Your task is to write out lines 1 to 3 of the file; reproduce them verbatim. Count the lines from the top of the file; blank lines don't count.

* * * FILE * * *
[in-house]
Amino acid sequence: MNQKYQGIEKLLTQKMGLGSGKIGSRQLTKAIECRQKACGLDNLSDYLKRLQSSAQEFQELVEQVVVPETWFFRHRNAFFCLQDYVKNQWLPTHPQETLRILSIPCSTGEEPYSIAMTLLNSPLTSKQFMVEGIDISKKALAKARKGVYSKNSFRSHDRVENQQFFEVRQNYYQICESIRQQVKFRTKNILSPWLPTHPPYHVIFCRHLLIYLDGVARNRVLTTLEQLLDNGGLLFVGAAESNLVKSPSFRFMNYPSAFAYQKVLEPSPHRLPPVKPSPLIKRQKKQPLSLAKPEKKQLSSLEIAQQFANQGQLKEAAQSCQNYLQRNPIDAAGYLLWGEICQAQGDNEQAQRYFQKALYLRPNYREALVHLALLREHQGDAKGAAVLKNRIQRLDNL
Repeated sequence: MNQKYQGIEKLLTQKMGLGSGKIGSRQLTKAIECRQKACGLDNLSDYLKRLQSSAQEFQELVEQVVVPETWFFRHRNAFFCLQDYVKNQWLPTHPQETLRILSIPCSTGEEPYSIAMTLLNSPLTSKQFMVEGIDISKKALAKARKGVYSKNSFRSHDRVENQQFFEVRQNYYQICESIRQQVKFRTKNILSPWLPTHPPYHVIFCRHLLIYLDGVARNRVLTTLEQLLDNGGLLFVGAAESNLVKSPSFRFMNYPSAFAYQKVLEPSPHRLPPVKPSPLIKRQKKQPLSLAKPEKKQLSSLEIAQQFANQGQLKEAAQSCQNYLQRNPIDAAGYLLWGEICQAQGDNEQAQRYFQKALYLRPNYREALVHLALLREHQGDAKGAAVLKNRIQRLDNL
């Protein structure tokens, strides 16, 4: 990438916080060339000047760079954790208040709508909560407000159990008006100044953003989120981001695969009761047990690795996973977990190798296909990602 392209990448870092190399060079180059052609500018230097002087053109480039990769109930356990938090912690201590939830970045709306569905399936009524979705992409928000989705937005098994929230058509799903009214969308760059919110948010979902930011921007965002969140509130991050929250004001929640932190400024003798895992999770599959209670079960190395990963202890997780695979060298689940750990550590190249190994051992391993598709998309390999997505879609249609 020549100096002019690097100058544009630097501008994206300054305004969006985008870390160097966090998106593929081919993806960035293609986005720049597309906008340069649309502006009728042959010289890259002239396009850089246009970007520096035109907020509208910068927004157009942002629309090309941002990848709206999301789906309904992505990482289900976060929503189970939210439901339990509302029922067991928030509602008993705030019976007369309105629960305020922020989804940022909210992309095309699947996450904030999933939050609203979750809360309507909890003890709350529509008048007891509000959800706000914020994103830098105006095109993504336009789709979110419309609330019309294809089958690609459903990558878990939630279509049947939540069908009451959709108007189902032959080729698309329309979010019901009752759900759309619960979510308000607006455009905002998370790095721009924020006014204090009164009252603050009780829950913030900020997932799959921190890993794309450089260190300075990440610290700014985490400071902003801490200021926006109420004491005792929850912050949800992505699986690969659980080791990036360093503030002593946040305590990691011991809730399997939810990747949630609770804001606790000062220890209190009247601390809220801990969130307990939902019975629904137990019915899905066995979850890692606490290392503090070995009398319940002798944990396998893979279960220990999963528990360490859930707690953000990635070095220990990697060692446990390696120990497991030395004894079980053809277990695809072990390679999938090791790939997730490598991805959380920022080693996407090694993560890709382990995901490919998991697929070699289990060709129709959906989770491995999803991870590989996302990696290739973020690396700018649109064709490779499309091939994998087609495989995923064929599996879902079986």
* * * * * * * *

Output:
[in-house]
Amino acid sequence: MNQKYQGIEKLLTQKMGLGSGKIGSRQLTKAIECRQKACGLDNLSDYLKRLQSSAQEFQELVEQVVVPETWFFRHRNAFFCLQDYVKNQWLPTHPQETLRILSIPCSTGEEPYSIAMTLLNSPLTSKQFMVEGIDISKKALAKARKGVYSKNSFRSHDRVENQQFFEVRQNYYQICESIRQQVKFRTKNILSPWLPTHPPYHVIFCRHLLIYLDGVARNRVLTTLEQLLDNGGLLFVGAAESNLVKSPSFRFMNYPSAFAYQKVLEPSPHRLPPVKPSPLIKRQKKQPLSLAKPEKKQLSSLEIAQQFANQGQLKEAAQSCQNYLQRNPIDAAGYLLWGEICQAQGDNEQAQRYFQKALYLRPNYREALVHLALLREHQGDAKGAAVLKNRIQRLDNL
Repeated sequence: MNQKYQGIEKLLTQKMGLGSGKIGSRQLTKAIECRQKACGLDNLSDYLKRLQSSAQEFQELVEQVVVPETWFFRHRNAFFCLQDYVKNQWLPTHPQETLRILSIPCSTGEEPYSIAMTLLNSPLTSKQFMVEGIDISKKALAKARKGVYSKNSFRSHDRVENQQFFEVRQNYYQICESIRQQVKFRTKNILSPWLPTHPPYHVIFCRHLLIYLDGVARNRVLTTLEQLLDNGGLLFVGAAESNLVKSPSFRFMNYPSAFAYQKVLEPSPHRLPPVKPSPLIKRQKKQPLSLAKPEKKQLSSLEIAQQFANQGQLKEAAQSCQNYLQRNPIDAAGYLLWGEICQAQGDNEQAQRYFQKALYLRPNYREALVHLALLREHQGDAKGAAVLKNRIQRLDNL